" 23. The secrecy of the insti tution is another, and a most im portant, Landmark. There is some difficulty in precisely defining what is meant by a 'secret society.' If the term refers, as, perhaps, in strictly logical language it should, to those associations whose designs are concealed from the public eye, and whose members are unknown, which produce their results in dark ness, and whose operations are carefully hidden from the pnblie gaze—a definition which will be appropriate to many political clubs and revolutionary combinations in despotic countries, where reform, if it is at all to be effected, must be effected by stealth—then clearly Freemasonry is not a secret society.
Its design is not only publicly proclaimed, but is vaunted by its disciples as something to be vener ated—its disciples are known, for its membership is considered an honor to be coveted—it works for a result of which it boasts—the civilization and refinement of man, the amelioration of his condition, and the reformation of his manners. But if by a secret society is meant— and this is the most popular nadir standing of the term—a society in which there is a certain amount of knowledge, whether it be of methods of recognition, or of legendary and traditional learning, which is im parted to those only who have passed through an established form of initiation, the form itself being also concealed or esoteric, then in this sense is Freemasonry undoubt edly a secret society. Now this form of secrecy is a form inherent in it, existing with it from its very foundation, and secured to it by its ancient Landmarks. If divested of its secret character, it would lose its identity, and would cease to be Freemasonry. Whatever objections may, therefore, be made to the in stitution, on account of its secrecy, and however much some unskillful brethren have been willing in times of trial, for the sake of expediency, to divest it of its secret character, it will be ever impossible to do so, even were the Landmark not stand ing before us as an insurmountable obstacle; because such change of its character would be social suicide, and the death of the Order would follow its legalized exposure. Free masonry, as a secret association, has lived unchanged for centuries—, as an open society it would not last for as many years.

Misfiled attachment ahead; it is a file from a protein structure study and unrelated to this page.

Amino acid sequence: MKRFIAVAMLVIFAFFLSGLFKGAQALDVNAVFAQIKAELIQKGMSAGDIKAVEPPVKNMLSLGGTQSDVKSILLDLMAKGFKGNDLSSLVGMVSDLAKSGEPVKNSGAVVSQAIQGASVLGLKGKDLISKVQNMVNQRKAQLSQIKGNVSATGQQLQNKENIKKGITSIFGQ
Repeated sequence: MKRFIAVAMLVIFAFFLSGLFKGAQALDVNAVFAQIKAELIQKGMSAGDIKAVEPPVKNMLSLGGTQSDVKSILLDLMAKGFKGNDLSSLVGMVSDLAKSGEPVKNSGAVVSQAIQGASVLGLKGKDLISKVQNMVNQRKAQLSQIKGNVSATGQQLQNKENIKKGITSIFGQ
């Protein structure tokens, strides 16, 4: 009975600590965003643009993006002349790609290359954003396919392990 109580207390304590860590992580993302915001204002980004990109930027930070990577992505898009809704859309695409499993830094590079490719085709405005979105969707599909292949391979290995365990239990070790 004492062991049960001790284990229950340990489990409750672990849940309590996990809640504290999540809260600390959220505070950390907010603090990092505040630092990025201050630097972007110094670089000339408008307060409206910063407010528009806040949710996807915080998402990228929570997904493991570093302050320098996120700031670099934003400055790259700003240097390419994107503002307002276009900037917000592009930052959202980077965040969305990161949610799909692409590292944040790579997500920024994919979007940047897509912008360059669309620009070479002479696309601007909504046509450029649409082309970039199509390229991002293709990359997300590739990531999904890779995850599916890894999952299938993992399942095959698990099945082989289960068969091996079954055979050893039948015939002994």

" 24. The foundation of a specu lative science upon an operative art, and the symbolic use and explanation of the terms of that art, for purposes of religious or moral teaching, constitute cher Land mark of the Order. The Temple of Solomon was the cradle of the institution, and, therefore, the re ference to the operative Masonry, which constructed that magnificent edifice, to the materials and imple ments which were employed in its construction, and to the artists who were engaged in the building, are all competent and essential parts of the body of Freemasonry, which could not be subtracted from it without an entire destruction of the whole identity of the Order. Hence, all the comparatively modern rites of Masonry, however they may differ in other respects, religiously pre serve this temple history and these operative elements, as the substra tum of all their modifications of the Masonic system.
" 25. The last and crowning Land mark of 01 is that these Landmarks can never be changed. Nothing can be subtracted from them—nothing can be added to them—not the slightest modification can be made in them. As they were received from our predecessors, we are bound by the most solemn obligations of duty to transmit them to our successors. Not one jot or one tittle of these unwritten laws can be repealed; for, in respect to them, we are not only willing, but compelled to adopt the language of the sturdy old barons of England—'nolumus leges mutari.'" "In the absence of positive evi dence we will endeavor to ascertain, on the authority of ancient docu ments, what were considered Land marks by the Craft at the earliest period on record, as they were col lected and handed down to us in the Lectures which were used during the last century.